An Ebola patient who was recently declared free of the virus and discharged from the ELWA Hospital is being rejected by her family.
According to the Liberia News Agency, Decontee Davis, a resident of the Monrovia suburb of Fiamah in Sinkor, has been residing at the Salvation Army Liberia Command in Sinkor since her release due to the rejection by her family.
Addressing a press conference Thursday, Davis, one of ten Ebola survivors who were discharged from the ELWA Hospital recently, said the treatment she is receiving from her family members is frustrating.
“It is disheartening for anyone who was hard hit by the deadly virus and rescued by the Almighty God only to be rejected by relatives upon return home,” she said, adding “this is creating more frustration.”
She noted that the rejection of Ebola survivors by their family members was creating more problems for the survivors, adding that this could even lead to their death.
“This is unacceptable,” Davis said.
She is therefore calling for the formulation of a regulation making it mandatory for family members not to reject their relatives who have recovered from the deadly Ebola virus.
She then expressed gratitude to the government and members of the Salvation Army Liberia Command for the role they played in her recovery.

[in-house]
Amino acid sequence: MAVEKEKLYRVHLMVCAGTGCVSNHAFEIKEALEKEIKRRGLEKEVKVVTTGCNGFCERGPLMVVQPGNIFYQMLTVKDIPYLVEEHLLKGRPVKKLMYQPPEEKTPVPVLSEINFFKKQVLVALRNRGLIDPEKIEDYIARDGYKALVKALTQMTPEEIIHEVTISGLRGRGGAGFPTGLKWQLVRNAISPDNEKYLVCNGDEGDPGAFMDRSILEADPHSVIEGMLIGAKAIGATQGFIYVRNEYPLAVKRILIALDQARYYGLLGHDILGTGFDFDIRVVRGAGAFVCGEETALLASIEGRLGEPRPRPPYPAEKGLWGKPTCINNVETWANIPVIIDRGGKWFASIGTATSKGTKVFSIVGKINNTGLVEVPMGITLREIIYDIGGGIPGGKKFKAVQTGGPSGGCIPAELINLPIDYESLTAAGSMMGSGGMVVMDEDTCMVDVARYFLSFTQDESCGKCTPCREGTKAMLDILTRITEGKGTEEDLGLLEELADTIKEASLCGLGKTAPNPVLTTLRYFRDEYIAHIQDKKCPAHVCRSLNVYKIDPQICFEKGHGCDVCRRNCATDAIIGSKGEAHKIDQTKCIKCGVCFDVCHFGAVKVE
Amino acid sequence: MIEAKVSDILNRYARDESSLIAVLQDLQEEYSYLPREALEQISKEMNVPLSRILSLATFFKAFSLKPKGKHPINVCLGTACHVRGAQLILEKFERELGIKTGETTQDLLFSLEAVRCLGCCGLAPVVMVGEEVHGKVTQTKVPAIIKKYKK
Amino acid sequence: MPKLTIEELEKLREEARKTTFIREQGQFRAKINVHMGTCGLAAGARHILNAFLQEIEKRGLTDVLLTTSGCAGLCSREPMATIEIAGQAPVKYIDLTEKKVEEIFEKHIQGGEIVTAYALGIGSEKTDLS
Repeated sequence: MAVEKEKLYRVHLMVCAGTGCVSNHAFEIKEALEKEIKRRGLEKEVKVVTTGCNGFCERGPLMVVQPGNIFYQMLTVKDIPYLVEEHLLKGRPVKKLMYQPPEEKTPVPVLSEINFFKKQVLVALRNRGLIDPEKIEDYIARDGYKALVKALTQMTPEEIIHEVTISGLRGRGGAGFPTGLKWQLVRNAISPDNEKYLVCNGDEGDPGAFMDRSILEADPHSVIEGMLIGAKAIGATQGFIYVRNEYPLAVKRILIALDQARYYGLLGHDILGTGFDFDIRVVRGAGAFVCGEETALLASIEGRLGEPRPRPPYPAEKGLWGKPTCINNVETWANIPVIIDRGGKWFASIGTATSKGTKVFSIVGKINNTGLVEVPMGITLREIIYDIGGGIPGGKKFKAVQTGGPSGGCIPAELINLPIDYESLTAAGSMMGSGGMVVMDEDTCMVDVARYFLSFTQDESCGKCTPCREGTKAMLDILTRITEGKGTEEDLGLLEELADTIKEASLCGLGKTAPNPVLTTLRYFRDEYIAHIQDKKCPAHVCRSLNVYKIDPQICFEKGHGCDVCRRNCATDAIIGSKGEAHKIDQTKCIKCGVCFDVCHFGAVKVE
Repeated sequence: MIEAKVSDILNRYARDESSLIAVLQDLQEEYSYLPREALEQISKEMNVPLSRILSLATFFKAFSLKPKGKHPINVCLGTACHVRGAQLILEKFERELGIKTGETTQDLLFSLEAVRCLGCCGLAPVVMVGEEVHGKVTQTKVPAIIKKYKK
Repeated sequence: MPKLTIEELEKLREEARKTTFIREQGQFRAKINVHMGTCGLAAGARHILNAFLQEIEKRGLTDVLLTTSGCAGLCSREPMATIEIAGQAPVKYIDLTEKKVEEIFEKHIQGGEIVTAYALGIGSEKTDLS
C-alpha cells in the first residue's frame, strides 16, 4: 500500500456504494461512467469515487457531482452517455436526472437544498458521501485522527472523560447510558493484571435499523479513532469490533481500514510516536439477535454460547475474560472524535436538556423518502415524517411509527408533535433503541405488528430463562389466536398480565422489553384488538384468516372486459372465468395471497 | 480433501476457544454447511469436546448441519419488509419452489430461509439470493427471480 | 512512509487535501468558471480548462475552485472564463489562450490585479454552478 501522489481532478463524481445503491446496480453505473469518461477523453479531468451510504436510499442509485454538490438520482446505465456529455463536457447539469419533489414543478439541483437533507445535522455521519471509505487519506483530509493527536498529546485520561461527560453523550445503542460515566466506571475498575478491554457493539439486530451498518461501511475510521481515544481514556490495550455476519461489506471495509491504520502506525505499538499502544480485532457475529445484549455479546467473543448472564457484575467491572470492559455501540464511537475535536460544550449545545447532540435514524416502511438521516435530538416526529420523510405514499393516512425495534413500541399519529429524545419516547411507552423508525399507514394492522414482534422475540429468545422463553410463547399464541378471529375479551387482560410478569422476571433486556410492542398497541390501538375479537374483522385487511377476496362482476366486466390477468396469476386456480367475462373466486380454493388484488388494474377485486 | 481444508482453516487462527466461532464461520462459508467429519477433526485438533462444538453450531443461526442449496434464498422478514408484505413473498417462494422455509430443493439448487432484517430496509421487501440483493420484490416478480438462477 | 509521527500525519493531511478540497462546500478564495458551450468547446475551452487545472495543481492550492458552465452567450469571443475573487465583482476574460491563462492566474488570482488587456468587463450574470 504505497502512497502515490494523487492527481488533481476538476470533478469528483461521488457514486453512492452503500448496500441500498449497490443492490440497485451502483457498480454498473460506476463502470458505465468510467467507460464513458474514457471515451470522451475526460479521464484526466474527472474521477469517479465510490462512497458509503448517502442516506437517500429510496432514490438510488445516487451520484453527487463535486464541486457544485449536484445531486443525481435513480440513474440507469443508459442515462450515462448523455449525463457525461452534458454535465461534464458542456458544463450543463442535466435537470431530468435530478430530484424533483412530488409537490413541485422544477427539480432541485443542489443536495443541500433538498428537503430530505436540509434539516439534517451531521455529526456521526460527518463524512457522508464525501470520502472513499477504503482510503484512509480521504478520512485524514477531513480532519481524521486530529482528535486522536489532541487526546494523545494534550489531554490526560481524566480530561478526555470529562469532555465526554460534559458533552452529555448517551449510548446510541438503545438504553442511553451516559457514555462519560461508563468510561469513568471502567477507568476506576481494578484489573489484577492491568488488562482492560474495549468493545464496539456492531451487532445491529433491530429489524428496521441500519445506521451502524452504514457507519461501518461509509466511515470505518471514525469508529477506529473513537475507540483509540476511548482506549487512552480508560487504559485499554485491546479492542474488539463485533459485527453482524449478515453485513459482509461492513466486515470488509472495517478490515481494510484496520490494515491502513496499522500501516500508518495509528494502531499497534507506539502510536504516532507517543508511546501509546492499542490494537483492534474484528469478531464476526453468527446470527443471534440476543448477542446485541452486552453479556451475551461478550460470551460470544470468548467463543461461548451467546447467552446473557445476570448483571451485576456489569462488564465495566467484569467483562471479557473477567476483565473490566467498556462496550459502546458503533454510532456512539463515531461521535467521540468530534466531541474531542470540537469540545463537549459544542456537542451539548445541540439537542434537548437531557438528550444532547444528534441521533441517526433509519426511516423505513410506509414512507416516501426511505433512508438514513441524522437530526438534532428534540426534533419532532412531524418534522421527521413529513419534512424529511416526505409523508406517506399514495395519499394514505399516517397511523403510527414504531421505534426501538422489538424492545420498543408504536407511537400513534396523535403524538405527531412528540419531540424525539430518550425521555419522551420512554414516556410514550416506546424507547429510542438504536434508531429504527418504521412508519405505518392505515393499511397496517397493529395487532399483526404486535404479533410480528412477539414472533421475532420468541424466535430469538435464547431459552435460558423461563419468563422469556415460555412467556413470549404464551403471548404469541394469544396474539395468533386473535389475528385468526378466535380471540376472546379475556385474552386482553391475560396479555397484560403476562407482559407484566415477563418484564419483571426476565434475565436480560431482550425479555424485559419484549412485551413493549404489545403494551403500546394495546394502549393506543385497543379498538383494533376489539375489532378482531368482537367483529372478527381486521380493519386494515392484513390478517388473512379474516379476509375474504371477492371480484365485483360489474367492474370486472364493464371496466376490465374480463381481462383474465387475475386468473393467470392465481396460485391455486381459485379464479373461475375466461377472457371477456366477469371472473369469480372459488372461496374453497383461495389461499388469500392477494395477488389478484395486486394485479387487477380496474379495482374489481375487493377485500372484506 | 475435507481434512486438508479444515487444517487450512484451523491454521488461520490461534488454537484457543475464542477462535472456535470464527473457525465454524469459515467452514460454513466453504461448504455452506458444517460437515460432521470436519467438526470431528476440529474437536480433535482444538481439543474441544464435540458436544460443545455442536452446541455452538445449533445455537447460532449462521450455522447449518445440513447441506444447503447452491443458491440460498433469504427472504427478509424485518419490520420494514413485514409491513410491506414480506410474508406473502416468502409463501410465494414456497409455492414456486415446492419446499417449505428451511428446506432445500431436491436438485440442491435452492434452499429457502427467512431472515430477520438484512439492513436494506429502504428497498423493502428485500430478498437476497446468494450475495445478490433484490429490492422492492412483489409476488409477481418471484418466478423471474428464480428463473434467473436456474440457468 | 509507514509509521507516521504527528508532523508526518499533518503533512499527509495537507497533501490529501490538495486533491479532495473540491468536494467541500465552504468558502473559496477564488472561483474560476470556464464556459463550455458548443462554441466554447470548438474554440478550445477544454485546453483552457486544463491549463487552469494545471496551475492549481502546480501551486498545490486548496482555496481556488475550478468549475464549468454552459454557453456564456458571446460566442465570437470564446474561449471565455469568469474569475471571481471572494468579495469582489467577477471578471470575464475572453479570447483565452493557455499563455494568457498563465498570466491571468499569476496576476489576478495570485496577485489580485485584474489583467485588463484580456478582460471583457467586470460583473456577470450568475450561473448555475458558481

Meanwhile, also speaking at the occasion, Momo Gborkorkollie Duowee, the Ambassador of the Salvation Army Liberia Command, lauded the government for creating the Treatment Unit at the ELWA Hospital, saying that doctors there are working assiduously as evidenced by the release of several persons, including Davis, who were infected by the virus.
He indicated that as a mark of identifying with government in the Ebola fight, the Salvation Army Liberia Command has begun distributing assorted food and non-food items such as rice, oil, beans, detergents, hand sanitizers, buckets, powder soap, chlorine and Clorox to several communities in and around Monrovia as well as the Monrovia Central Prison.
Mr. Duowee commended the efforts of the international community in the fight against the virus since its outbreak in Liberia over six months ago, but added that “so much still needs to be done.”